Someone like a Rublev or Karatsev or Schwartzman might take one, maybe even two on a good day, but three?
It seems unlikely, even though Nadal hasn’t been at his best by any means this clay swing.
Schwartzman has been in terrible form lately, while Rublev has faded away after a very bright start to the year and it would probably need a peak Rublev to show up in top form and we really haven’t seen much from the Russian at majors to suggest that’s likely.
Rublev’s been disappointing against the elite players and generally at majors and while it’s a possibility that he could overcome that this fortnight and repeat his win over Nadal at Monte-Carlo, I’m not convinced that he has the belief in himself to win this tournament.
In any case, Rublev could only meet Nadal in the quarter finals and by then it would probably be the case that Nadal has played himself into the tournament and be in fair touch.
With that in mind, Sinner might have the best chance of beating Nadal early on and he showed in Rome that he can trouble Rafa, but winning three sets at Roland Garros? I’m not sure about that just yet for Sinner.
The one that could go well is Karatsev, who has the power to beat both Rublev and Schwartzman, but I just feel that Nadal in a Roland Garros quarter final may be too big an ask on the clay.
I’m pretty happy as an Alexander Zverev backer at 20-1 with the German’s draw, with Casper Ruud, Dominic Thiem, Fabio Fognini, Kei Nishikori and Roberto Bautista Agut the likely threats to Zverev in Q3.
Ruud’s fitness – or more specifically his ongoing wrist issue – would prevent me from backing him as short as 50-1 to win it and his stated goal for this year’s French Open was “hoping to make the second week.”
If his wrist holds up Ruud has every chance, but equally he might get ambushed by an inspired Benoit Paire in round one as unlikely as that seems at the moment.
Thiem’s form has been so poor compared with previous clay swings that the US Open champion is an 11-1 shot, which is double the price he was back in September for the 2020 French Open.
He may be able to play his way into the tournament like he did in New York, but he doesn’t seem anything like his old self at the moment and I couldn’t back him even at 11-1.
Fognini is a possibility at 400-1 in what will probably be his last genuine shot at making a Roland Garros final at the age of 34, but we’ve seen little from him this clay swing to make us have much confidence that he still has the desire.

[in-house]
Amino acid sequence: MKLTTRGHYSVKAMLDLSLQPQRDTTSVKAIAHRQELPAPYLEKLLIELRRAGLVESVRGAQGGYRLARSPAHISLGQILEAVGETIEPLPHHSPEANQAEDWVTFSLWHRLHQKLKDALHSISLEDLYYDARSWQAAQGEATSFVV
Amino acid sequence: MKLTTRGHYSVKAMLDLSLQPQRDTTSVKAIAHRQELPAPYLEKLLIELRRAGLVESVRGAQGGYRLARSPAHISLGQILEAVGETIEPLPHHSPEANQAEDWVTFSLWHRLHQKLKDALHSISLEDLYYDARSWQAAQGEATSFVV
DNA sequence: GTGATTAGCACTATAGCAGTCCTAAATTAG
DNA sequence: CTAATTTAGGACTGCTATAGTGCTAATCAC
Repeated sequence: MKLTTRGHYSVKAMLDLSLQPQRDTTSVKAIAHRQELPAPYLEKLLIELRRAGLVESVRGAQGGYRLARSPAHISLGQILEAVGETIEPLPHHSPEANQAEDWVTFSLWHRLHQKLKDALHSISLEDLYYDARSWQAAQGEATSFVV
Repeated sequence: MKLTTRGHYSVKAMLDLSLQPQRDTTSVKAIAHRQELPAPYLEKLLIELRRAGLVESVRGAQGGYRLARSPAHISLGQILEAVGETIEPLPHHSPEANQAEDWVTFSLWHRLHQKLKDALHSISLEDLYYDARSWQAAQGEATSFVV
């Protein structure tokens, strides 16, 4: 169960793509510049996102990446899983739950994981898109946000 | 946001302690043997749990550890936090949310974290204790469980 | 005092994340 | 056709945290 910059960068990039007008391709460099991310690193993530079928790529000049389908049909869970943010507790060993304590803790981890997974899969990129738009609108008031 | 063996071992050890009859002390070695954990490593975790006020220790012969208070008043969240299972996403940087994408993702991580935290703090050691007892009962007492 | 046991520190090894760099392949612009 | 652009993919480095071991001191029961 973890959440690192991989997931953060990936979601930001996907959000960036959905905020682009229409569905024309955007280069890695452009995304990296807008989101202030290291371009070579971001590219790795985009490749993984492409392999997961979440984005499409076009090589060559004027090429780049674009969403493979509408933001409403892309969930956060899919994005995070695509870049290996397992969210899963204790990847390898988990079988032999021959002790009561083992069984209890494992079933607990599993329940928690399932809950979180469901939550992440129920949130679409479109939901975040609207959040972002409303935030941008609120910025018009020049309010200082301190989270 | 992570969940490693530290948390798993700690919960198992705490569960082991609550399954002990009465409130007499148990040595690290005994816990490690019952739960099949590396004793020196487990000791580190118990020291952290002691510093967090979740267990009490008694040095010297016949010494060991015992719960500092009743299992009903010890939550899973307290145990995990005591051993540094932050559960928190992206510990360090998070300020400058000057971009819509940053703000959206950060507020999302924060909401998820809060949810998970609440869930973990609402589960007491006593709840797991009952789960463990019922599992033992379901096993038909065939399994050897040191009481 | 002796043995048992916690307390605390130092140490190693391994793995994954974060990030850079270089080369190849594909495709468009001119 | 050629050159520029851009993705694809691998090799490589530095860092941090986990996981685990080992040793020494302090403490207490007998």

Perhaps someone like a Federico Delbonis or Marton Fucsovics could surprise in Thiem and Ruud’s mini-section or even Alejandro Davidovich Fokina or Hubert Hurkacz.
It’s hard to see Dan Evans or the out of form Karen Khachanov figuring too strongly, while Roberto Bautista Agut has never bettered the last-16 at Roland Garros and surely needs it quicker.
If Kei Nishikori is for for duty (never a given) then he’s shown some spark lately and he could prove to be interesting to maybe win the quarter if you’re taking on Zverev, but I’d struggle to trust his brittle body to take him any further in the tournament.
I’m very tempted to take on Stefanos Tsitsipas here, with the Greek seemingly a certainty to make the semi finals according to the bookmakers, who’ve made him as short as 5-1 to win the whole thing.
As good as he’s been this clay swing that price is too short (he was 40-1 to win it in 2020) even in a quarter that on the face of it doesn’t look too tricky.
It rarely turns out like that in reality though and those that could potentially derail the Greek before the quarters including Jeremy Chardy first up, Seb Korda next up, John Isner in round three or Pablo Carreno Busta in round four.
Chardy could be anything in round one, but if he’s on a go day, which he might be at his home major, that could be very interesting indeed.
The Frenchman has been typically inconsistent this year, but he was very good in February and March and he still has the ability to beat good players if he’s feeling it on any given day.
His last three appearances here have all resulted in typically Chardy-esque five set losses and the one before that was a five set win over Tomas Berdych as underdog, so I wouldn’t make Tsitsipas long odds-on to win that one easily.
Seb Korda played well at the French back in September and he’s maybe coming into form at the right time in Parma at the moment, so he may fancy his chances too, with Tsitsipas not the strongest when it comes to handling pressure and expectation.
When Djokovic and Nadal skipped Miami he was one of the four expected to step up and win it, but he failed, admitting: “I was very stressed these two weeks. Especially this week, I was feeling very stressed. I felt like it was my opportunity.”
He might well banish those memories and make a maiden major final this fortnight, but he’s not for me at this price and instead I like Carreno Busta to win this quarter at a better price of 11-1 (Sky Bet).
PCB made the quarters here back in October and he’s been playing well this clay swing, winning his comeback event in Marbella and only very narrowly losing to Ruud in Monte-Carlo before making the semis in Barcelona (lost to Nadal).
The he struggled with a back issue that saw struggle in Madrid and skip Rome, but if he’s fit and ready he’ll be a danger and his mini-section looks pretty kind up against Milos Raonic, who hasn’t played since the end of March.
Another possibility in this part of the draw is Cristian Garin, who’s been drawn with the ‘forgotten man’ Daniil Medvedev in the bottom part of Q4.
Medvedev’s hatred for clay has meant that he’s surely the least favoured number two seed at a major in recent memory and Garin, along with maybe Jaume Munar, look the ones most likely to make the last-16 at the expense of Medvedev.
Garin has been up and down this clay season and Munar is a little lightweight for my liking against the bigger hitters, but this draw could open up, with Grigor Dimitrov rarely a threat at Roland Garros and Medvedev overlooked.
As ever, it’s difficult to oppose Nadal at this tournament in these conditions, so instead I’ll take on Tsitsipas (and Medvedev), who looks too short in Q4, but it’ll just be small stakes this week, with the grass swing starting next week.
1 point win Carreno Busta to win Q4 at 11-1 (Sky Bet)
0.5 points each-way Carreno Busta at 150-1 (Betfred)
0.5 points each-way Garin at 150-1 (generally)